It is incumbent upon the party contesting the admission of evidence to show that the error complained of was prejudicial. Powers v. Martinson, 313 N.W.2d 720, 730 (N.D.1981); Haider v. Finken, 239 N.W.2d 508, 518 (N.D.1976). Two decisions of the Court, Neibauer v. Well, 319 N.W.2d 143 (N.D.1982), and Thornburg v. Perleberg, 158 N.W.2d 188 (N.D.1968), are cited by Delphine for the broad proposition that reference at trial to the wealth or poverty of the parties constitutes reversible error. In Neibauer, supra, we concluded that the trial court did not abuse its discretion in granting a new trial in a personal injury action on the ground that the plaintiff's unsolicited and inadvertent reference to insurance constituted prejudicial error. Pursuant to Rule 411, N.D.R.Ev., evidence of insurance is inadmissible to prove negligence or other wrongful action but need not be excluded if offered for another purpose to which it may be relevant. In Thornburg, supra, we held that the trial court erred in allowing the plaintiff in a personal injury action to testify that she had not had certain dental work done before trial because she could not afford to have it done. We relied, in Thornburg, upon the general rule that it is error to inquire as to the financial condition of either party in a personal injury action in which only compensatory damages may be *248 awarded, and where there is no basis for an award of punitive damages.

Ordinarily, the financial condition of a party is not involved in a case and is irrelevant, and under such circumstances such evidence is inadmissible; however, when relevant to issues in the case evidence tending to prove the financial condition of a party may be admitted. E.g., Eaton v. Sontag, 387 A.2d 33, 38 (Me. 1978); Bremen Bank & Trust Co. v. Bogdan, 498 S.W.2d 306, 312 (Mo.App.1973). The test as to whether evidence is relevant or irrelevant is whether or not it would reasonably and actually tend to prove or disprove any matter of fact in issue. Okken v. Okken Estate, 348 N.W.2d 447, 450 (N.D.1984); Mehus v. Thompson, 266 N.W.2d 920, 923 (N.D.1978). Relevant evidence is "evidence having any tendency to make the existence of any fact that is of consequence to the determination of the action more probable or less probable than it would be without the evidence." Rule 401, N.D.R.Ev.; State v. Unterseher, 255 N.W.2d 882, 889 (N.D.1977). Applying these principles, we hold that the challenged evidence was properly admitted.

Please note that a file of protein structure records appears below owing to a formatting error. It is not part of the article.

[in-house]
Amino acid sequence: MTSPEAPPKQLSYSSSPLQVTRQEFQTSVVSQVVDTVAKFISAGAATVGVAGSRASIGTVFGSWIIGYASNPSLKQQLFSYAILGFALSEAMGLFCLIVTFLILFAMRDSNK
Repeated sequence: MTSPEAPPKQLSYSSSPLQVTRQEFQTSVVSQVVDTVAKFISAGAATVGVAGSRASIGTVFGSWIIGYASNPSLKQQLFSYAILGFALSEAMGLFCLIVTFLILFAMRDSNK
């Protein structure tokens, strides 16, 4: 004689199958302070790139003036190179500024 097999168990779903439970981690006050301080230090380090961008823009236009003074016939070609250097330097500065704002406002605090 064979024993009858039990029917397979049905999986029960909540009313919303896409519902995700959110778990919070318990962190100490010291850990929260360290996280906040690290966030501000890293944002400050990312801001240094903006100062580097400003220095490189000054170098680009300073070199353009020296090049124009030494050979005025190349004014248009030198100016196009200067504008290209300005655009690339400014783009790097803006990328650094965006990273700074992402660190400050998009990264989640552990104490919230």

An issue at trial was whether or not the consent of Delphine to the contract for deed was procured through undue influence exercised by the Horobs. A finding of undue influence in a situation such as this requires that three factors be established: (1) A person who can be influenced; (2) The fact of improper influence exerted; and (3) Submission to the overmastering effect of such unlawful conduct. Kronebusch v. Lettenmaier, 311 N.W.2d 32, 35 (N.D.1981). The determination whether or not undue influence exists depends upon the circumstances of each case. Hendricks v. Porter, 110 N.W.2d 421, 429 (N.D.1961); Johnson v. Johnson, 85 N.W.2d 211, 221 (N.D.1957). At 25 Am.Jur.2d, Duress and Undue Influence, ยง 47, it is said:

"Undue influence is ordinarily not the subject of, and is seldom established by, direct evidence; rather, it is usually established by proof of a collection of facts and circumstances from which an inference of undue influence may be drawn. Therefore a great latitude of proof is allowed in order to determine whether a legal inference of undue influence may be present, and the evidence may embrace all the facts and circumstances which go to make up the transaction, disclose its true character, and explain the acts of the parties in order to throw light on their objects and intentions." [citing Scurry v. Cook, 206 Ga. 876, 59 S.E.2d 371, 373 (1950)]. See, e.g., Johnson v. Keener, 370 So. 2d 265, 268 (Ala. 1979); Cross v. Beckwith, 293 N.C. 224, 238 S.E.2d 130, 136 (1977).

As indicated by the pleadings and testimony elicited at trial concerning the circumstances surrounding the transaction in this case, it is clear Estin's state of mind concerning the conveyance of his farm was a fact of consequence to the determination whether or not undue influence was exercised by the Horobs. Larry's testimony concerning the value of the certificates of deposit, and the close proximity in time between the execution of the instruments and Estin's request that Larry help Delphine sort the certificates, tended to prove that Estin was well aware that he had adequately provided for Delphine's future welfare. We believe that evidence that Estin provided, or failed to provide, for his daughter in light of the sale of the entire farm to the Horobs, was an appropriate consideration for the jury.

We find no error in the admission of the evidence under the circumstances of this case. Accordingly, the judgment is affirmed.


VANDE WALLE, Justice, concurring specially.

I concur in the result reached in the majority opinion. I agree that the trial court did not commit prejudicial error in allowing testimony regarding the financial status of the plaintiff under the circumstances of this case.

*249 I write separately to express my concern relative to the motion to dismiss. Although Sulsky may have taken nothing from the judgment of the trial court because the trial court did not rescind the contract for deed as she requested, it is nevertheless inconsistent to accept payments due under the contract for deed and, at the same time, appeal from a judgment holding the contract for deed valid. Under ordinary circumstances acceptance of payments due under the contract for deed would, at least to me, clearly reveal an intention to acquiesce in the judgment. However, I agree with the majority opinion that under the circumstances of this case, wherein the second payment was tendered to Sulsky directly without knowledge of her counsel, dismissal of the appeal is not justified.


[1] Other exceptions to the general rule have been recognized by this Court, in the context of divorce proceedings, which we need not discuss here. See Geier v. Geier, 332 N.W.2d 261 (N.D. 1983); Sanford v. Sanford, 295 N.W.2d 139 (N.D.1980); Hoge v. Hoge, 281 N.W.2d 557 (N.D. 1979); Piper, supra.